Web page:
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DoH outlines remedies for decline in women’s health services during COVID

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Pago Pago, AMERICAN SAMOA — The Dept. of Health (DoH) fell short when projecting the growth of healthcare for local women in the categories of pre-natal, and preventative care over the 5 years beginning in 2019 after the COVID pandemic brought about changes in how the clinics were operating and services they were prioritizing.

Now in a submission to the U.S. Department of Health and Human Services, DoH outlines their proposal for remedying the decline in these services.


The DoH had projected that by 2024, the number of pregnant women accessing early prenatal care in the first trimester would increase by 2 percent every year for five years from 2019 (40.2% in 2019 to 45.4% in 2024).

This was outlined in their submission to the U.S Dept. of Health & Human Services. However, “In 2021, the percentage of women accessing prenatal care at the first trimester decreased by almost 7% from 38.7% to 31.4%.

“This was expected given the numerous changes in healthcare services since the start of the pandemic. It is obvious that the percentage of pregnant women seeking initial care at the first trimester declined due to these changes.

“Also, because clinics were closed so that the workforce could administer COVID vaccinations in large settings or those providers were not present or available to deliver the service; women were not receiving this important service.”

The strategy outlined by the DoH will include collaboration with all Prenatal Providers and supporting programs to promote early prenatal care services.

This would include proving public service announcements such as videos and mass media campaigns to encourage pregnant women to seek early prenatal care and ensuring all health education materials and resources for selected curriculums are translated appropriately and standardized across all prenatal clinics.

The strategy intends also “to provide and support online training for providers on quality care for pregnant women and collect feedback and recommendations from pregnant women on ways to improve services for prenatal care.”

Prenatal clinics resumed regular opening hours in early June 2022 and by June 30, completed the annual needs assessment for women’s health, according to the report.

According to the report, in July ultrasounds were available again at the Tafuna Prenatal Clinic and WIC Staff was present on- site during well-baby clinics to promote breastfeeding and nutrition.”


Regarding women’s health visits, the DoH objective was that by 2024, it would seek to increase the percentage of women with a preventive medical visit in the past year by 2% every year for the five year beginning in 2019 (35.4% in 2019 to 44.1% in 2024).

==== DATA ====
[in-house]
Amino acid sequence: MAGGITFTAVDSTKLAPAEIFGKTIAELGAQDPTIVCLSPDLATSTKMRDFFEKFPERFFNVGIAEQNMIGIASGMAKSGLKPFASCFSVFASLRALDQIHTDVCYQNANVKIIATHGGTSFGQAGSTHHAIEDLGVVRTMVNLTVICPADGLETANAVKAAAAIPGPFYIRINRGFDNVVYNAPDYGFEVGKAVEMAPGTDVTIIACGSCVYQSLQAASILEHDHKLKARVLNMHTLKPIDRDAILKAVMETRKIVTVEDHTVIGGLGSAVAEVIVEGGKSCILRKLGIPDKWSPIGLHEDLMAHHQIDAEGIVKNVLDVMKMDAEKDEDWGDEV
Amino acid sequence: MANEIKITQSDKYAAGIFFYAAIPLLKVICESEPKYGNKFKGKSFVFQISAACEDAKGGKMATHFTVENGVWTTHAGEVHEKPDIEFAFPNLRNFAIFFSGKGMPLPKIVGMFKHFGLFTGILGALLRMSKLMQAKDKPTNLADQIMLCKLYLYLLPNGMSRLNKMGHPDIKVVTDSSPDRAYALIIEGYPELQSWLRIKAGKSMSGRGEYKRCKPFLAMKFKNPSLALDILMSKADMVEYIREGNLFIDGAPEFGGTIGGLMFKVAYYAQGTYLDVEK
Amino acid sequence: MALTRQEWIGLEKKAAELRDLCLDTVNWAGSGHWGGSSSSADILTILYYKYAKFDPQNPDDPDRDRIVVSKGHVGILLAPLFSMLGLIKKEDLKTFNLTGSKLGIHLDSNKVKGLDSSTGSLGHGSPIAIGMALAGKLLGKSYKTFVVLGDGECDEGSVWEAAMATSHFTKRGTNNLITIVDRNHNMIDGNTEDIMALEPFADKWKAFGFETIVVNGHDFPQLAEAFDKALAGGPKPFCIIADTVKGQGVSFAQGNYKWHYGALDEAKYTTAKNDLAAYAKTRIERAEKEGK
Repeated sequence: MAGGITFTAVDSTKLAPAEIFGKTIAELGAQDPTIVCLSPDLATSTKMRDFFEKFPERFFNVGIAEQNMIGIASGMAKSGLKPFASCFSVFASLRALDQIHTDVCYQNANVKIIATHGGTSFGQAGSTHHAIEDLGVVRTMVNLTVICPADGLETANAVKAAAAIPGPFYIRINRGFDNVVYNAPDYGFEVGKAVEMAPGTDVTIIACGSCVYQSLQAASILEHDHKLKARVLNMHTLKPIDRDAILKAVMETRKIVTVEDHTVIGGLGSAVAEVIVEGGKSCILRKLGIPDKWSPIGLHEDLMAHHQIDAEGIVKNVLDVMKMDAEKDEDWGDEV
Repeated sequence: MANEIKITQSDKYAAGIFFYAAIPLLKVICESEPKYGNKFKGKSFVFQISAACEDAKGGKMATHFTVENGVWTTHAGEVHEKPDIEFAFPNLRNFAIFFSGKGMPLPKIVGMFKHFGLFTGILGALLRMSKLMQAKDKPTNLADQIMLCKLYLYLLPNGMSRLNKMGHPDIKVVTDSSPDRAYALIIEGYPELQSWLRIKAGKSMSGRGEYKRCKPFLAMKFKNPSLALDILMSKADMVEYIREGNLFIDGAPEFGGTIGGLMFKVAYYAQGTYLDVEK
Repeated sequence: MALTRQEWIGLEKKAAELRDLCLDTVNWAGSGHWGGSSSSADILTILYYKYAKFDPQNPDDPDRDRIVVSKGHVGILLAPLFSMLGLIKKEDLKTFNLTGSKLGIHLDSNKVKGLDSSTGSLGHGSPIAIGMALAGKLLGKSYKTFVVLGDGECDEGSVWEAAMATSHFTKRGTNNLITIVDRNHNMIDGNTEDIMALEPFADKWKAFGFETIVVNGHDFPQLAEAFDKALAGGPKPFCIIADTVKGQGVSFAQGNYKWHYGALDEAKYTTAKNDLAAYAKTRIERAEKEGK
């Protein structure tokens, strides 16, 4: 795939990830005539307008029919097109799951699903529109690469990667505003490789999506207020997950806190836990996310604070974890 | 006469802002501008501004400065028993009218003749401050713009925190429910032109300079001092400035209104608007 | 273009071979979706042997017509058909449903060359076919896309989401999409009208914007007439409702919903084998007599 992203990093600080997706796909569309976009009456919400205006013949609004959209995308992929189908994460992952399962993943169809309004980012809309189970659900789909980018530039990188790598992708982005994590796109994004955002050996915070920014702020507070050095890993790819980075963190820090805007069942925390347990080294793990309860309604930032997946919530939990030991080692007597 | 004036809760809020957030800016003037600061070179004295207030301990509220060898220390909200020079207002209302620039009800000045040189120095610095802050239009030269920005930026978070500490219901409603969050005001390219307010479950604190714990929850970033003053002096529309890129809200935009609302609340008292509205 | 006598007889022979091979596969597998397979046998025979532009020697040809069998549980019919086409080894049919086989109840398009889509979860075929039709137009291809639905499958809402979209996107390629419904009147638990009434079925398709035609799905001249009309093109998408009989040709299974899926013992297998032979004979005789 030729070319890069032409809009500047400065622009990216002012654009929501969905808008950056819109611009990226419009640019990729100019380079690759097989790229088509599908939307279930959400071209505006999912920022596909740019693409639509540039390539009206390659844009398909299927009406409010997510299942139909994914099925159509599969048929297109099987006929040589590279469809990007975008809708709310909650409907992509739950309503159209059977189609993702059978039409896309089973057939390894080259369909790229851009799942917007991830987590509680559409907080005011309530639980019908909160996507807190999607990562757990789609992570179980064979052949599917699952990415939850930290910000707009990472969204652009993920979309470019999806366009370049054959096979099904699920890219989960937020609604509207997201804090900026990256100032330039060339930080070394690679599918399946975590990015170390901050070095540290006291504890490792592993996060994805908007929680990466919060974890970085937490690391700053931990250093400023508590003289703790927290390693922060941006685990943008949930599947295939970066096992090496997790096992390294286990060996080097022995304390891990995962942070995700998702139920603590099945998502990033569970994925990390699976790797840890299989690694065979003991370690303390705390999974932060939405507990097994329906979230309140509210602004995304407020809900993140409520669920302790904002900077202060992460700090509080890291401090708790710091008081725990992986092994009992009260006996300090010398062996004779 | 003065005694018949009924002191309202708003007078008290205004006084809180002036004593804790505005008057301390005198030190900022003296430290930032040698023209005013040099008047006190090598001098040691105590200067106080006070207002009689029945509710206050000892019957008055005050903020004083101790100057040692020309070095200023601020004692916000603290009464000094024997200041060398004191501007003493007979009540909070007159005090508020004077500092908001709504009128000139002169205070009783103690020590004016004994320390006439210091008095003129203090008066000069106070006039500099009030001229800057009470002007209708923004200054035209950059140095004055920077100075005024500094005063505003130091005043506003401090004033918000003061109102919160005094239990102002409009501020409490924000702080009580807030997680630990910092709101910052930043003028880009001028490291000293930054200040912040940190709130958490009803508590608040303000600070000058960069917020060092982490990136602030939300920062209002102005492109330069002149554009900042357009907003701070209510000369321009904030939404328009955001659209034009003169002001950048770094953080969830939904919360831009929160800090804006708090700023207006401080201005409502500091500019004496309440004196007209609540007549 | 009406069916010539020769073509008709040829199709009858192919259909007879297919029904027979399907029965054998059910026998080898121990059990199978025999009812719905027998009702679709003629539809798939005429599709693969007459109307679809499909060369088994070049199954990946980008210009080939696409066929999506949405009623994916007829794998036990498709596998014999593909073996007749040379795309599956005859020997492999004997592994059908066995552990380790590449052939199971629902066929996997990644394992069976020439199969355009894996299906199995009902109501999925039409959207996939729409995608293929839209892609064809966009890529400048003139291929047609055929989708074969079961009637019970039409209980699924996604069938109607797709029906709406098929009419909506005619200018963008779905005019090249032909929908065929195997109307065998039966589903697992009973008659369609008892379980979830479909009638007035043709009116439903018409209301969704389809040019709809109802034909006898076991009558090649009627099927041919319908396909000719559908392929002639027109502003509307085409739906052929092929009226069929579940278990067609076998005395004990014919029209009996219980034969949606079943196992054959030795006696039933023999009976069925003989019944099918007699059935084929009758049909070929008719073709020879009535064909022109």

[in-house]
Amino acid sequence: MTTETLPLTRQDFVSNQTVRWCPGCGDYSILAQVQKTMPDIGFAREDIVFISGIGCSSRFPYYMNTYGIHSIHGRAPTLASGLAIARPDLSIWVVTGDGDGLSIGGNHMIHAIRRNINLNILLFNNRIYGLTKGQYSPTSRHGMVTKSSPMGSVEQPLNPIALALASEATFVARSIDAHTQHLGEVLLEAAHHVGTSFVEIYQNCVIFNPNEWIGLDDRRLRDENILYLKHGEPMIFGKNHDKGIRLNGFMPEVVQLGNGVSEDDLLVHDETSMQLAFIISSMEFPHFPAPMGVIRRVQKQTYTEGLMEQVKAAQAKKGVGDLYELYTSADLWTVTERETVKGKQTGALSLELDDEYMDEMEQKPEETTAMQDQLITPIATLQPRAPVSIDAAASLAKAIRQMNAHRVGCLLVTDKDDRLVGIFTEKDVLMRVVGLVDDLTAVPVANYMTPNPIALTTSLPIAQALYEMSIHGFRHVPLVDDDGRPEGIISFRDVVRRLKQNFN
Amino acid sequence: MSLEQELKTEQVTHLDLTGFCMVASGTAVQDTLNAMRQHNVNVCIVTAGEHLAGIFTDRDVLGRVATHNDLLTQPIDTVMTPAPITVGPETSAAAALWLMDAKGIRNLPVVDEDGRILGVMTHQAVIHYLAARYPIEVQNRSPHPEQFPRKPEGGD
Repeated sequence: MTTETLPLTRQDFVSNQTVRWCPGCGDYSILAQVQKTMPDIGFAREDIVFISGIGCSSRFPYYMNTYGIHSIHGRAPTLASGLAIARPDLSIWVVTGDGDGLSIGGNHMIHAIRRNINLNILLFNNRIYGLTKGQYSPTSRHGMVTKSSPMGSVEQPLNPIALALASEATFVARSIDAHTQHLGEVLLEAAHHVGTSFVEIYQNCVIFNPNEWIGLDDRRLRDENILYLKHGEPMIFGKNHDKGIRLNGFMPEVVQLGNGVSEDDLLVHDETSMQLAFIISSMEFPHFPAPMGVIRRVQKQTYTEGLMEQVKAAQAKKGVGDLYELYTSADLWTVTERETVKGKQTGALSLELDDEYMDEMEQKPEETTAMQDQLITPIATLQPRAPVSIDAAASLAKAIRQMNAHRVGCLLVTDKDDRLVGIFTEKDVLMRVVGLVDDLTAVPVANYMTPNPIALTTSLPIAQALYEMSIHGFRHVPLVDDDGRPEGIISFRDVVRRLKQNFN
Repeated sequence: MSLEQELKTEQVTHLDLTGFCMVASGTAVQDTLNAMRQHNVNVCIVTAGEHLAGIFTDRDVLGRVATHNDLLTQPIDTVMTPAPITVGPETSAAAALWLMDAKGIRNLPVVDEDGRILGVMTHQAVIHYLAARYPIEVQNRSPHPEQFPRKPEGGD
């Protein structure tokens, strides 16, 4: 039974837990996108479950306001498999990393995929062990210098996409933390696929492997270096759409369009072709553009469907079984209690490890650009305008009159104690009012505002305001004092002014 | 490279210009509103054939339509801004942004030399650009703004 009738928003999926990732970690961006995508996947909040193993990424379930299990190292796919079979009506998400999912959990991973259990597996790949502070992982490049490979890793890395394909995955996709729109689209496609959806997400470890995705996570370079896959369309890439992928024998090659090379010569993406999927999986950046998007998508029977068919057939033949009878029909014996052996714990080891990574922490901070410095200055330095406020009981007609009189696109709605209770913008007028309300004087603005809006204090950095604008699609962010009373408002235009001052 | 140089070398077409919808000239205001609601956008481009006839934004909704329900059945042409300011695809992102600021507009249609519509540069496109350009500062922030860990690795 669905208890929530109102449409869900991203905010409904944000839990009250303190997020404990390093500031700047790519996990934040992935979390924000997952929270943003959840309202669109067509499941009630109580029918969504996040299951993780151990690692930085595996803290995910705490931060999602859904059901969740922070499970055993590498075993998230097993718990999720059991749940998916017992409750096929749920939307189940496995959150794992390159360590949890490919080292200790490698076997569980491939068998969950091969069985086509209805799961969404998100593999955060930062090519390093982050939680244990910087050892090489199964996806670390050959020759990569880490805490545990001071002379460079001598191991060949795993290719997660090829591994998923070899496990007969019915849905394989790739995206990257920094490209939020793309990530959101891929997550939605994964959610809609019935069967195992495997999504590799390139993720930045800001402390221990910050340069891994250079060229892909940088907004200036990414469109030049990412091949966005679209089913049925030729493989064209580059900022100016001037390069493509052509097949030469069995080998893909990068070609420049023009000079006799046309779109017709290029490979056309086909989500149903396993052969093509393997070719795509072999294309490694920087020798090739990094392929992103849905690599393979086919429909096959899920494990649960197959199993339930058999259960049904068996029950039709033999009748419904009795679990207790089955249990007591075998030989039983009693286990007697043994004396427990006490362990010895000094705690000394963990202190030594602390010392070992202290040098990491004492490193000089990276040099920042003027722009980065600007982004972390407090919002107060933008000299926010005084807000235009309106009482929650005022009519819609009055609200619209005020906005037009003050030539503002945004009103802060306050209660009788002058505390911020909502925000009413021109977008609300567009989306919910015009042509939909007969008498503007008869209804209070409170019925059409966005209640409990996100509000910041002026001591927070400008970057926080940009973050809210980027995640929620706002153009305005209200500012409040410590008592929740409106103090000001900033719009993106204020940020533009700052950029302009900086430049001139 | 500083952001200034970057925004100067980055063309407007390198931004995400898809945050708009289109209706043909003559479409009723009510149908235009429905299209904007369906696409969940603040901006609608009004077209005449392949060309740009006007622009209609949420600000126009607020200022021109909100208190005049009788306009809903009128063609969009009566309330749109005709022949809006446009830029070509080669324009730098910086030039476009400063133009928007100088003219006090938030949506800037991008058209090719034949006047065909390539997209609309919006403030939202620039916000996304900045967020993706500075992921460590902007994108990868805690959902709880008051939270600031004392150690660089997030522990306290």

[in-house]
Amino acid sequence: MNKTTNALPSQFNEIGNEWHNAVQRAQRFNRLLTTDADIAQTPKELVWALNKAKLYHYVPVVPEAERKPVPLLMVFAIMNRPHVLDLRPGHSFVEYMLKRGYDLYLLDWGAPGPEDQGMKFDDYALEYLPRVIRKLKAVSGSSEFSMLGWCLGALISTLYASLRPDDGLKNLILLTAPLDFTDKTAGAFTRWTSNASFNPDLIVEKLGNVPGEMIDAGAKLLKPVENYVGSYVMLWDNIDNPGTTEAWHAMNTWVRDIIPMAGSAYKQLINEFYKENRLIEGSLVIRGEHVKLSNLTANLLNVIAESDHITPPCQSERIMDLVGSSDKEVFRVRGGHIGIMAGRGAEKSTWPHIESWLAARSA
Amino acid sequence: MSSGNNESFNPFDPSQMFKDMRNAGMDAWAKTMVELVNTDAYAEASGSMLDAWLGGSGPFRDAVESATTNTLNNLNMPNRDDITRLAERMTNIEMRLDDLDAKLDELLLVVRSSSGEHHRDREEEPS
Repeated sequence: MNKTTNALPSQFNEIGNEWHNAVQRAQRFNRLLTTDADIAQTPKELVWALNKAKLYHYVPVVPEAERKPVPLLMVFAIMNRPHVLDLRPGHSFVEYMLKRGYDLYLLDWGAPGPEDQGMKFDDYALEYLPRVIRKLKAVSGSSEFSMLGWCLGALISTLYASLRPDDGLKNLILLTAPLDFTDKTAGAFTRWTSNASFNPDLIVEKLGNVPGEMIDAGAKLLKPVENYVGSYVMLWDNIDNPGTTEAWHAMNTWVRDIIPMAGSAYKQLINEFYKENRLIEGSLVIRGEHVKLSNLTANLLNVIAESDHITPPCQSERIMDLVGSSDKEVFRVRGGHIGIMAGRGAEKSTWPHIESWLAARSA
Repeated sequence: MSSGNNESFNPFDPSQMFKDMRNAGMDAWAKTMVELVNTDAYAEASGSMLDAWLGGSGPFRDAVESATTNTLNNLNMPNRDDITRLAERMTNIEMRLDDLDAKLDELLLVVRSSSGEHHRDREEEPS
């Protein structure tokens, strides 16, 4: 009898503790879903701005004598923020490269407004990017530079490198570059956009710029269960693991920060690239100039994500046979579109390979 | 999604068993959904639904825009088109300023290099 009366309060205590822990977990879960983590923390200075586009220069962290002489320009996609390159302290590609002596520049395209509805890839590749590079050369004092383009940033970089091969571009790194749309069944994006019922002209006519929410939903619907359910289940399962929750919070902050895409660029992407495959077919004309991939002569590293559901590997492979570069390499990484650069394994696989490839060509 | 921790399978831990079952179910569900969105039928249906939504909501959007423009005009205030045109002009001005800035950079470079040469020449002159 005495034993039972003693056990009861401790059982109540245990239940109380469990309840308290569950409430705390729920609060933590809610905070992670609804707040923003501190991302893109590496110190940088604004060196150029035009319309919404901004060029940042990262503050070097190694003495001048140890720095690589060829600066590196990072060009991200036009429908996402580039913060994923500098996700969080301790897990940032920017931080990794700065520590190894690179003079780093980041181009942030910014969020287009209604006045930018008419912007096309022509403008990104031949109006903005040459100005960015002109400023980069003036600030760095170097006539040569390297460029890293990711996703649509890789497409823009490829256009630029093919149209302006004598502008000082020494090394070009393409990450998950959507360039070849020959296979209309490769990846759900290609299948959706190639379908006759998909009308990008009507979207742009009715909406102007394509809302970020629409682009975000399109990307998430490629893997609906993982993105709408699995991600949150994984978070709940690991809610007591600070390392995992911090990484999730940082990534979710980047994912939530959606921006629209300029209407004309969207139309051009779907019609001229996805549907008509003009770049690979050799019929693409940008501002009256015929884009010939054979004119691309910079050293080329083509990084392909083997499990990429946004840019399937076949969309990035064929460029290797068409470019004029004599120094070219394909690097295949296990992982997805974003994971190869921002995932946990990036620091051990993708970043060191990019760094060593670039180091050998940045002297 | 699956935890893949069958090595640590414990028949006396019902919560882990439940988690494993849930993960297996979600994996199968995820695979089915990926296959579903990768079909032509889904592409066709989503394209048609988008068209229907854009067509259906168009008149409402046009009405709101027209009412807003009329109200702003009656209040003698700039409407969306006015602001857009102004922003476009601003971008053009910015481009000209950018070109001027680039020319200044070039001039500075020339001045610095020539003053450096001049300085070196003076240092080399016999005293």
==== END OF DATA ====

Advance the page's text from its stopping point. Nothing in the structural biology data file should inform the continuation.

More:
“In 2020, the percentage of women with a preventive medical visit decreased by almost 2% from 35.4% to 27.7%.  

“In 2021, the percentage dropped further to 18.8% according to the UDS [Uniform Data System] report. This is a significant decrease of 9%.”

(The Uniform Data System (UDS) is an annual reporting system that provides standardized information about the performance and operation of health centers delivering health care services to underserved communities and vulnerable populations, according to Centers for Medicare and Medicaid Services.)

“This was expected given the numerous changes in healthcare services since the start of the COVID-19 pandemic.

“It is obvious that the percentage of women seeking preventive care visits was also at a decline due to the changes brought forth by the response of our local government towards COVID-19.  Clinics were often closed and providers were stranded elsewhere, leaving services for women at a bare minimum.”

“After-hour clinics were reopened to cater to Breast and Cervical Cancer screening and referrals. Clinics then slowed down on February 21 when DoH reported the first case of COVID-19 community transmission in American Samoa.

For preventive medical visits, DoH proposes to provide mass media campaigns to promote preventive medical visits for all women in child bearing ages.

Methods include recruiting women ages 18-44 to utilize the Breast & Cervical Cancer Program (BCCP) after hour clinic for pap smear screening (MCH) and collaborating with BCCP on supplies and compensation for staff.

An innovative move is to “formulate and disseminate a women's check-up passport to improve tracking and monitoring of age-appropriate visits and screening appointments.”


•           Continue to provide health education to all women attending Tafuna Health Center for prenatal or non- prenatal care;

•           Retrieve Postpartum/ Newborn Cards from Nursery and Maternity and enter data in the SILAS database; and

•           Collaborate with the Department of Social Services, LBJ Hospital and nonprofit organizations to support services catering to women in the territory.